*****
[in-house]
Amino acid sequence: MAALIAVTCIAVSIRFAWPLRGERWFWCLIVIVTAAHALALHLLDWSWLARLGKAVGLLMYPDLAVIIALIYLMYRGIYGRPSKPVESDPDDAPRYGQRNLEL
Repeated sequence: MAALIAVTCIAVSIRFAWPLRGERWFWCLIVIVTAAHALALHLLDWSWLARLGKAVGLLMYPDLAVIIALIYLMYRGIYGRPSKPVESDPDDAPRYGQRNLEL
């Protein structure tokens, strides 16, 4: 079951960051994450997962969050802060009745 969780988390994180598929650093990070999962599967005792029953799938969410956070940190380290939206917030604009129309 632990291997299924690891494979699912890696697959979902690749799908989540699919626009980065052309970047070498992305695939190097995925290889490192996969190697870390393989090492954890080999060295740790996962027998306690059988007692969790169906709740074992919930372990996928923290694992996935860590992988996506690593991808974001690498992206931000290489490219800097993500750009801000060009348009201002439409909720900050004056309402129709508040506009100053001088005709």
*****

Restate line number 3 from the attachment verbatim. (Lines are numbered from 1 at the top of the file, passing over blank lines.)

Repeated sequence: MAALIAVTCIAVSIRFAWPLRGERWFWCLIVIVTAAHALALHLLDWSWLARLGKAVGLLMYPDLAVIIALIYLMYRGIYGRPSKPVESDPDDAPRYGQRNLEL